CAI Rehab & Treatment Tips
You need to assess joint range, laxity, strength & swelling
Neuromuscular deficits may be manifested as:
Reduced joint position sense (JPS)
Strength deficits (any mm group)
Decreased ROM (esp DF)
Slower firing of peroneals to inversion perturbation
Slowed nerve conduction velocity
Impaired cutaneous sensation
Treatment & rehabilitation must not only address mechanical stability
Restoration of neuromuscular function
Good evidence for:
1. Both MAI & FAI contribute to CAI.
2. Often still deficits in Dynamic Postural Control (DPC) at 6 months - they need long term rehab! Patients can benefit from the Ankle Rehab App to increase compliance.
3. CAI patients have a more ‘laterally based foot’ in gait & Functional activities. Try to retrain normal foot placement/position and feedback to land jumps and hops with a flat foot.
4. Delayed peroneal reaction time (feedforward system disrupted, ie, not just the feedback systems) – activation & timing issues – not just strength.
5. BAREFOOT REHAB HELPS TO STIMULATE FOOT SENSORY AREAS
6.Train the whole functional range – not just around neutral position – as the JPS & proprioception is especially poor in the inverted position...their area of danger where they need the best recovery of all.
7. Ax & Rehab multi-directional (not uni-planar). Specificity to the activities they need to return to. Variety of movements and challenges.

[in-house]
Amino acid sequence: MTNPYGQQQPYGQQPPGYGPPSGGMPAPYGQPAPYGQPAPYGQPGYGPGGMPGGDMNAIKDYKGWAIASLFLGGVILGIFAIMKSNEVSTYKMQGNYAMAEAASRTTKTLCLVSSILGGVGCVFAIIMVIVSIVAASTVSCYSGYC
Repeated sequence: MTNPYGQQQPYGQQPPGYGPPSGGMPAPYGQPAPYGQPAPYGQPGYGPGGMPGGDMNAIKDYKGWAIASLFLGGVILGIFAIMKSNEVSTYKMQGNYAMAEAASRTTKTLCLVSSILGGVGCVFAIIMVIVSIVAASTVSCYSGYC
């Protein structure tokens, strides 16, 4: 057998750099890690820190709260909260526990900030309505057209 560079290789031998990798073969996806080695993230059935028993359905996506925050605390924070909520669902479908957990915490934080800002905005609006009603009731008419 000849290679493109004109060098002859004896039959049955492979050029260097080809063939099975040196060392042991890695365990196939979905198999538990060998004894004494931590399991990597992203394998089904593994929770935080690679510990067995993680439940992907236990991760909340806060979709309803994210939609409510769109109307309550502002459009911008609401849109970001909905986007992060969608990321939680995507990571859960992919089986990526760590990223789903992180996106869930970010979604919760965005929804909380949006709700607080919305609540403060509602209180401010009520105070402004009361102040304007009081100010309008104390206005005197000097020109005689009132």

8. Postural control is definitely reduced at the ankle - central deficits theorised.
Riemann, B.L., and Lephart, S.M(2002) The Sensorimotor System, Part I: The Physiologic Basis of Functional Joint Stability, J AthlTrain. 37(1), p71-79.
Riemann, B.L., and Lephart, S.M(2002) The Sensorimotor System, Part II: The Role of Proprioception in Motor Control and Functional JointStability, J Athl Train. 37(1), p80-84.
9. Maximise ankle input & output by minimising hip & knee compensatory movements.
10.Train both sides – central 'spillover'
11. Challenge all variables when training proprioception
The main situations when CAI get giving way are:
1. When they are distracted, eg looking up at a sign, crossing the road, etc. Their eyes (which are usually compensating heavily for the poor proprioception) are looking elsewhere.
2. Over uneven surfaces such as a field, or over cobblestones.
3. In unmet challenges.
Thus, in rehabilitation:
- look all different directions, not just straight ahead - changes in head position will also change vestibular input.
- train at various body positions (eg, knee bent at different angles, or in lunges/tackle positions, etc).
- incorporate dynamic not just static training,
- various surfaces (eg, mini tramploline, air balance cushion or x2 cushions)